If you are going to use a deck, then you have no choice but to shoot 60i...unless the guy has that new Sony deck that will play 24f and 30f. Other than that, you have to use the camera as a deck if you want to load 24f/30f. Since the Sony deck is pretty new and you say he already has a deck, it's a good guess it's not the one that plays all Canon modes. So you'd be safe shooting 60i. But if you've been accustomed to shooting 30f, don't be surprised if you don't see a big difference. It does show up more on a big screen professional monitor, but only when you do a side-by-side comparison.
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Old June 25th, 2008, 04:36 PM   #13
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Other than that, you have to use the camera as a deck if you want to load 24f/30f. ... But if you've been accustomed to shooting 30f, don't be surprised if you don't see a big difference.
Thanks, Bill! Just as a reference, how would you output your 30f footage from FCP back to tape in order to make the tape readable by normal decks?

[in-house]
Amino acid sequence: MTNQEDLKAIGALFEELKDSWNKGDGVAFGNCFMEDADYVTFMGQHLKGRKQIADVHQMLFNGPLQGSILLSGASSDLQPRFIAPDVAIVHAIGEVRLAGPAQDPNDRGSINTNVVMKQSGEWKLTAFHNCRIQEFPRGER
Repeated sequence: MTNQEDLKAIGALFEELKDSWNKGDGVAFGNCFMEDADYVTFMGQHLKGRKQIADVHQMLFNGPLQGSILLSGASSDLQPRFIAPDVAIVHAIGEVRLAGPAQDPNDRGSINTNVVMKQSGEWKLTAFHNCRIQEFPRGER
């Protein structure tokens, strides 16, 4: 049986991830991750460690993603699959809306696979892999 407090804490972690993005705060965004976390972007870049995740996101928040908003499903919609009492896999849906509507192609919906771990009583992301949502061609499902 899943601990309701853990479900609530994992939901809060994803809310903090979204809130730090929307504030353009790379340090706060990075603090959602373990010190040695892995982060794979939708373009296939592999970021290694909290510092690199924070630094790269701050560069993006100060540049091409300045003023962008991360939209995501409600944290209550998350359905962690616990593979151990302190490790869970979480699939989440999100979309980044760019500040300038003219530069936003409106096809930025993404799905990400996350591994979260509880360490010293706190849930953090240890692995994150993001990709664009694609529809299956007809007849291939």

From your suggestion, I think that the bulk of my doco work in the future will be 60i, but I have some 30f footage that I've already taken into FCP using the XHA1 as a deck.... any ideas?

Cheers,

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Old June 26th, 2008, 11:19 AM   #14
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Originally Posted by Bill Pryor View Post
The initial resolution is so high that a 10-12% loss isn't all that significant. To me, it's much better than deinterlacing for output for web compressions.
Another quick question... I have some 1080i60 footage that I've been playing around with in FCP since we began this discussion. Does FCP de-interlace automatically when you capture? I'm not seeing any of the tell-tale lines on freeze frames while editing, nor upon output to Quicktime (without the "de-interlace" checked).

I'm just confused about the whole de-interlacing process; please shed a little light on it for me... thanks.. ;)

fyi, I'm using pretty much the standard 1080i60 easy setup, slightly modified to work with the XHA1.

Cheers!

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Old June 26th, 2008, 08:11 PM   #15
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If you capture in a 60i mode, it doesn't deinterlace. When you export to QT if you may see some funkiness in dissolves for 60i footage. That's where it usually shows up.


About the output question--to make the footage acceptable to other decks, just record it in your 60i HDV mode in the camera. I haven't done that, but I'm guessing you'd have to export a full res 1080i HDV QT from the timeline first.